ScienceAsia 33 (2007): 069-077 |doi: 10.2306/scienceasia1513-1874.2007.33.069
Growth, Survival and Field Performance of
Bradyrhizobial Liquid Inoculant Formulations with
Panlada Tittabutra, Waraporn Payakaponga, Neung Teaumroonga, Paul W. Singletonb, and
ABSTRACT: Liquid inoculant has become a preferred method for inoculating legumes with bradyrhizobia. Finely
ground peat has been the standard of quality for inoculants for many years. Suitable peat for an inoculant
carrier is difficult to find and limited in supply in many locations. We evaluated six different polymeric
additives (polyvinyl pyrrolidone (PVP), polyethylene glycol (PEG), polyvinyl alcohol (PVA), gum arabic,
cassava starch, and sodium alginate) for their ability to support growth and promote survival of several
strains of bradyrhizobia and rhizobia during storage. Some concentrations of various additives to yeast
extract mannitol (YEM) media promoted higher cell density compared to cells cultured in YEM media alone.
There was a large interaction between strains of rhizobia and the additives in relation to cell survival. Shelflife
of liquid inoculant formulations depended on the strain of rhizobia and additives, when stored at room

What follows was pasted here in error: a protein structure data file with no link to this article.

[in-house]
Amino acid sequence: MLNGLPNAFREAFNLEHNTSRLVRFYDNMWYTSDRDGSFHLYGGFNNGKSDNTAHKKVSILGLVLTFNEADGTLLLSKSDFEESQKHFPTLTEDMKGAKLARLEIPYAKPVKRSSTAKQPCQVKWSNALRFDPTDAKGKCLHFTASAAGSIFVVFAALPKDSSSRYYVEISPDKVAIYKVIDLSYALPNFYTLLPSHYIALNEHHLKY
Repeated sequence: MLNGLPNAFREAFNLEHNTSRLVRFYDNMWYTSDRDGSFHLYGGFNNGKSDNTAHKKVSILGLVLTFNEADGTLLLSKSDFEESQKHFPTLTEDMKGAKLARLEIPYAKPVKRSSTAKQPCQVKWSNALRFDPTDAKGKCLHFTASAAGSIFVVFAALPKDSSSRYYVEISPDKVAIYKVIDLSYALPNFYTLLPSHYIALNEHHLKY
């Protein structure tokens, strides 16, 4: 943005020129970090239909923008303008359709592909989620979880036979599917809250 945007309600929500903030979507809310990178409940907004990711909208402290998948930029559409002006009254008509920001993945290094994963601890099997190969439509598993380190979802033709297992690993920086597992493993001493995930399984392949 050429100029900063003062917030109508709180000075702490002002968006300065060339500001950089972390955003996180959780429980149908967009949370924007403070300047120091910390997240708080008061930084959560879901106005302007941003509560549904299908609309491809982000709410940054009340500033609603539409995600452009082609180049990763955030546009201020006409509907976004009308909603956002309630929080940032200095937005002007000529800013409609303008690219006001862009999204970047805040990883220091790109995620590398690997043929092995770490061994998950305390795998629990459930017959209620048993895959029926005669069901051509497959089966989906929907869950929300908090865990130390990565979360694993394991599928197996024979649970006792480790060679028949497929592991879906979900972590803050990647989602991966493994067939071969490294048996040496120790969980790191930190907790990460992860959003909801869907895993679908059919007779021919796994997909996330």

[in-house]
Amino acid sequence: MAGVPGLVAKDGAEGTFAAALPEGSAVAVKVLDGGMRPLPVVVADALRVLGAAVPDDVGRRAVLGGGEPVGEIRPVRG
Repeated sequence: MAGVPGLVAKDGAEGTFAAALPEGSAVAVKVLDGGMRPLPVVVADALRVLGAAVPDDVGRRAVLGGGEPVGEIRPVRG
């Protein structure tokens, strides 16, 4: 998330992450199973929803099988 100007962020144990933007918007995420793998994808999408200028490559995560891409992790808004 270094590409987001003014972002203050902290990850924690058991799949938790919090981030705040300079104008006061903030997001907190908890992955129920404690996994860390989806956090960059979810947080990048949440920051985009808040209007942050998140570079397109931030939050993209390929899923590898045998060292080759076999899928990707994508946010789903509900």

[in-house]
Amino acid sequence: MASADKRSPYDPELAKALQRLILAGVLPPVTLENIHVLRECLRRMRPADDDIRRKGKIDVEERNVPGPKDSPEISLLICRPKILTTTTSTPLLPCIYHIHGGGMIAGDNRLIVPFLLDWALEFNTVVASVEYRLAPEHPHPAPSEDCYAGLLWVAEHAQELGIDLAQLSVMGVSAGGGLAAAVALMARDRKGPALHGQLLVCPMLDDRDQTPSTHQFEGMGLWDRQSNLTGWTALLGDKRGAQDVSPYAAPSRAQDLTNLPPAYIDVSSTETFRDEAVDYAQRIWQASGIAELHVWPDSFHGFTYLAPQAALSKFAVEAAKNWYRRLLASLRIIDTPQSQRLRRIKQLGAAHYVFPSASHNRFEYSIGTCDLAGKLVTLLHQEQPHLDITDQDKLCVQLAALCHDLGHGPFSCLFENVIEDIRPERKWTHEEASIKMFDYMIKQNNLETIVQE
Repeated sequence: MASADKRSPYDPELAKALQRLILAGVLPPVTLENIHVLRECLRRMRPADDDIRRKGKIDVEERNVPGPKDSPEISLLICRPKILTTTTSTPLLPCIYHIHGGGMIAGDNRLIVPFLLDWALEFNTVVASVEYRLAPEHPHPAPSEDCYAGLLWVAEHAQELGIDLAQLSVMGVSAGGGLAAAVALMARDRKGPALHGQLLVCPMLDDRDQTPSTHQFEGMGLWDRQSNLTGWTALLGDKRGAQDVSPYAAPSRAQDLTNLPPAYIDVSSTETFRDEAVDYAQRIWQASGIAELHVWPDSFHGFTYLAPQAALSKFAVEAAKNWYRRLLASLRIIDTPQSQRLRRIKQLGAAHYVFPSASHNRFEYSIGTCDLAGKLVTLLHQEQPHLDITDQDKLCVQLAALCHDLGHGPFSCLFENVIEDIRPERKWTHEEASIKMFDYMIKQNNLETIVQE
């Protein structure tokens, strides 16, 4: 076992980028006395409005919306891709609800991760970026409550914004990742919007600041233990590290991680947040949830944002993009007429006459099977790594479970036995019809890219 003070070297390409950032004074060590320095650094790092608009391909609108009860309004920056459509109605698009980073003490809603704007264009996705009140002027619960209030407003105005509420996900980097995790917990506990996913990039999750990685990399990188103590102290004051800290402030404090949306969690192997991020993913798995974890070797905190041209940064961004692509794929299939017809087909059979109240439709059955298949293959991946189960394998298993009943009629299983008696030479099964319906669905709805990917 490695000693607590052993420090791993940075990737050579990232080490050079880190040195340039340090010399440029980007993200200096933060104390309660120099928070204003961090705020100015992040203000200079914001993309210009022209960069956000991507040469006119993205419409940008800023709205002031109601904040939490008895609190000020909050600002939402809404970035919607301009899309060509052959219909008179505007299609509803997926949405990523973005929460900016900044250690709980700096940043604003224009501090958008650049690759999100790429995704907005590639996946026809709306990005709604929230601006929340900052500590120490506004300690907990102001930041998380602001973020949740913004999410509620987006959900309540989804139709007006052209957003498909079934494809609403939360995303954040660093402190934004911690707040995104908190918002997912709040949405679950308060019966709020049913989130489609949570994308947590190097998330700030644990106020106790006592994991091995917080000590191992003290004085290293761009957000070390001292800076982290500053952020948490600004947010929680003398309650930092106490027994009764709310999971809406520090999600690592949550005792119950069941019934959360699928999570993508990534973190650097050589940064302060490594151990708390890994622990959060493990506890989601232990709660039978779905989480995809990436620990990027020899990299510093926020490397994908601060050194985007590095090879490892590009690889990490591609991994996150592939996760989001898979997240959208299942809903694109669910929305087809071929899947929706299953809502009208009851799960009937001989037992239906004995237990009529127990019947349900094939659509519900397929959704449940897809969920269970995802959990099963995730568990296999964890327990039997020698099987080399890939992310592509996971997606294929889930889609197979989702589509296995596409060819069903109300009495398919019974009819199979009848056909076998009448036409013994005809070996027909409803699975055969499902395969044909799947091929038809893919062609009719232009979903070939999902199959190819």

temperature. Liquid inoculants formulated with sodium alginate promoted long-term survival of all rhizobial
strains, but its effect on cell survival was not as great as peat. Peat also provided the greatest protection to
cells of bradyrhizobia after application to the seed surface followed by incubation at 40°C. Survival of
bradyrhizobia was maintained at 105 cells/seed after 48 hours of incubation. Liquid inoculant formulated
with gum arabic, sodium alginate, PVP, or cassava starch supported survival at only 104-105 cells/seed, while
PEG and PVA additives performed poorly and cell numbers fell to 103 cells/seed at 48 hours after inoculation.
One-week old liquid inoculants with bradyrhizobia were tested for their ability to nodulate and fix nitrogen
under field conditions. We found that liquid inoculant performance was as good as that of peat based
KEYWORDS: additive, bradyrhizobia, liquid inoculant, polymeric substance, survival.
a School of Biotechnology, Suranaree University of Technology, Nakhon Ratchasima 30000, Thailand.
b Department of Tropical Plant and Soil Sciences, University of Hawaii at Manoa, Honolulu, HI 96822, USA.
* Corresponding author, E-mail: email@example.com
Received 13 Sep 2005,
Accepted 5 Jul 2006